Over the course of the 2019 Daily Meditations, Richard Rohr mines the depths of his Christian tradition through his Franciscan and contemplative lens. Each week builds on previous topics, but you can join at any time! Learn more about this year’s theme—Old and New: An Evolving Faith—watch a short intro, and explore recent reflections. Scroll down to read the most recent post.
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Much of Christianity seems to have forgotten Jesus’ teachings on nonviolence. We’ve relegated visions of a peaceful kingdom to a far distant heaven, hardly believing Jesus could have meant we should turn the other cheek here and now. (Sunday)
Nonviolence is not ineffective, passive, weak, utopian, naïve, unpatriotic, marginal, simplistic, or impractical, but it recognizes evil in the world and responds to it with good. —Ken Butigan (Monday)
Gandhi spoke of making himself zero but seemed to have become instead a kind of cosmic conduit, a channel for some tremendous universal power, an “instrument of peace.” —Eknath Easwaran (Tuesday)
It is urgent to understand Gandhi’s message that nonviolence is a way of thinking, a way of life, not a tactic, but a way of putting love to work in resolving problems, healing relationships, and generally raising the quality of our lives. —Eknath Easwaran (Wednesday)
I saw that the Sermon on the Mount was the whole of Christianity for those who wanted to live a Christian life. It is that Sermon which has endeared Jesus to me. —Mahatma Gandhi (Thursday)
If you have come to help me, you are wasting your time. If you have come because your liberation is bound up with mine, then let us work together. — Shared by Lilla Watson (Friday)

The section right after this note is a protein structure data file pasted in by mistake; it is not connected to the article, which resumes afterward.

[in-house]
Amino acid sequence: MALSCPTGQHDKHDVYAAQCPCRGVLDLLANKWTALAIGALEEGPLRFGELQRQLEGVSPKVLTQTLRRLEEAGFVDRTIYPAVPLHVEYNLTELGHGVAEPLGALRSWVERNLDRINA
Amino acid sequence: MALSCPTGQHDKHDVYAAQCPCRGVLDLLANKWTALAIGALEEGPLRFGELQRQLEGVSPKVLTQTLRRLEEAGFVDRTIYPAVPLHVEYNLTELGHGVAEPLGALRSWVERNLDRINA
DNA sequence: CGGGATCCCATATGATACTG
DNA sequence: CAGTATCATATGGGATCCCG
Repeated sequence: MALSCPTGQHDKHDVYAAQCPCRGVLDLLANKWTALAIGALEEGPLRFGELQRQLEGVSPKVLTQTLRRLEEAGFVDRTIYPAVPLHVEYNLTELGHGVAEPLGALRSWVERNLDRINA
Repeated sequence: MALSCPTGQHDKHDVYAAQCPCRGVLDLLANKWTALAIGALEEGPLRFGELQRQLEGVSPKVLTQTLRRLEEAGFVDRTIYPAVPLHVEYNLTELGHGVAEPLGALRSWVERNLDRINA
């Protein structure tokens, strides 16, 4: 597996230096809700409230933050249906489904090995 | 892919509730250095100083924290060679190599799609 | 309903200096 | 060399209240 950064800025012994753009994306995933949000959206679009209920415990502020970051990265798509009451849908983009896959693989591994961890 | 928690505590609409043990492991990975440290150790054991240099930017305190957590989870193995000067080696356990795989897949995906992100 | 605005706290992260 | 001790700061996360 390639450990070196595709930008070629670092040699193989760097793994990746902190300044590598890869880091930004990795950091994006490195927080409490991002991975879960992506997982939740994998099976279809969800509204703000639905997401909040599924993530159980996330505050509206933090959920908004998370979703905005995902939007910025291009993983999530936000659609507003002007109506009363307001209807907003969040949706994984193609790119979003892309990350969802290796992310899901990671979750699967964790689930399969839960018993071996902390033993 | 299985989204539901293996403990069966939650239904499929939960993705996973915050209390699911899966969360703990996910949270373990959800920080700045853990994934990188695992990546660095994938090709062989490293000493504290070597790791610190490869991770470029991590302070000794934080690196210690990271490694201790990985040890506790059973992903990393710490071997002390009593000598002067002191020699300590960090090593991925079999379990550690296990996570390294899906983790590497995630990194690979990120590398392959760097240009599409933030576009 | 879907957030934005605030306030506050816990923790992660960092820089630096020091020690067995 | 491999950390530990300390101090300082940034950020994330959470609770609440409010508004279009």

Practice: Vow of Nonviolence
Years ago, the Center for Action and Contemplation staff, volunteers, and friends were invited to say this vow together. Today I renew my commitment to nonviolence and invite you to make this vow your own as well.
Recognizing the violence in my own heart, yet trusting in the goodness and mercy of God, I vow for one year to practice the nonviolence of Jesus who taught us in the Sermon on the Mount:
Blessed are the peacemakers, for they shall be called the sons and daughters of God. . . . You have learned how it was said, “You must love your neighbor and hate your enemy”; but I say to you, love your enemies, and pray for those who persecute you. In this way, you will be daughters and sons of your Creator in heaven (Matthew 5:9, 43-45).
Before God the Creator and the Sanctifying Spirit, I vow to carry out in my life the love and example of Jesus
- by striving for peace within myself and seeking to be a peacemaker in my daily life;
- by accepting suffering rather than inflicting it;
- by refusing to retaliate in the face of provocation and violence;
- by persevering in nonviolence of tongue and heart;
- by living conscientiously and simply so that I do not deprive others of the means to live;
- by actively resisting evil and working nonviolently to abolish war and the causes of war from my own heart and from the face of the earth.
God, I trust in Your sustaining love and believe that just as You gave me the grace and desire to offer this, so You will also bestow abundant grace to fulfill it. 
 Eileen Egan and John Dear, “The Vow of Nonviolence,” Pax Christi USA, paxchristiusa.org/resources/vow-of-nonviolence/.
For Further Study:
Campaign Nonviolence Week of Actions, September 14-22, 2019, paceebene.org/action-week
John Dear, The Beatitudes of Peace: Meditations on the Beatitudes, Peacemaking and the Spiritual Life (Twenty-Third Publications: 2016)
Eknath Easwaran, Gandhi the Man: How One Man Changed Himself to Change the World (Nilgiri Press: 1972, 2011)
Mahatma Gandhi, Discourses on the Gita, trans. Valji Govindji Desai (Navajivan Publishing House: 2006, ©1960)
Gandhi on Christianity, ed. Robert Ellsberg (Orbis Books: 1991)
Barbara A. Holmes, Joy Unspeakable: Contemplative Practices of the Black Church, 2nd edition (Fortress Press: 2017)
Richard Rohr: Essential Teachings on Love, eds. Joelle Chase and Judy Traeger (Orbis Books: 2018)